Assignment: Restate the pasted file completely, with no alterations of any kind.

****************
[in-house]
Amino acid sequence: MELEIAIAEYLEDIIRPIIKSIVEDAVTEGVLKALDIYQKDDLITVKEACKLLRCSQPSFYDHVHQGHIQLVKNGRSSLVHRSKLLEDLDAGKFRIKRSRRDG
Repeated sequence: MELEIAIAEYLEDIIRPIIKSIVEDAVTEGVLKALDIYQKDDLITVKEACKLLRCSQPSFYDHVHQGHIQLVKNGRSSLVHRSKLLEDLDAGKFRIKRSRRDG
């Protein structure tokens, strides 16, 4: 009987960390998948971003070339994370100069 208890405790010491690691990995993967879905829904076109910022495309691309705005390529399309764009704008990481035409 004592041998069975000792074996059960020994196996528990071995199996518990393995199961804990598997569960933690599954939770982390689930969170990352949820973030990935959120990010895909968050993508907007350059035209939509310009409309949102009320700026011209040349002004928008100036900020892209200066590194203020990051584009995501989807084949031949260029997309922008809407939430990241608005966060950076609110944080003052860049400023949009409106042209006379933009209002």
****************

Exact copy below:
[in-house]
Amino acid sequence: MELEIAIAEYLEDIIRPIIKSIVEDAVTEGVLKALDIYQKDDLITVKEACKLLRCSQPSFYDHVHQGHIQLVKNGRSSLVHRSKLLEDLDAGKFRIKRSRRDG
Repeated sequence: MELEIAIAEYLEDIIRPIIKSIVEDAVTEGVLKALDIYQKDDLITVKEACKLLRCSQPSFYDHVHQGHIQLVKNGRSSLVHRSKLLEDLDAGKFRIKRSRRDG
């Protein structure tokens, strides 16, 4: 009987960390998948971003070339994370100069 208890405790010491690691990995993967879905829904076109910022495309691309705005390529399309764009704008990481035409 004592041998069975000792074996059960020994196996528990071995199996518990393995199961804990598997569960933690599954939770982390689930969170990352949820973030990935959120990010895909968050993508907007350059035209939509310009409309949102009320700026011209040349002004928008100036900020892209200066590194203020990051584009995501989807084949031949260029997309922008809407939430990241608005966060950076609110944080003052860049400023949009409106042209006379933009209002």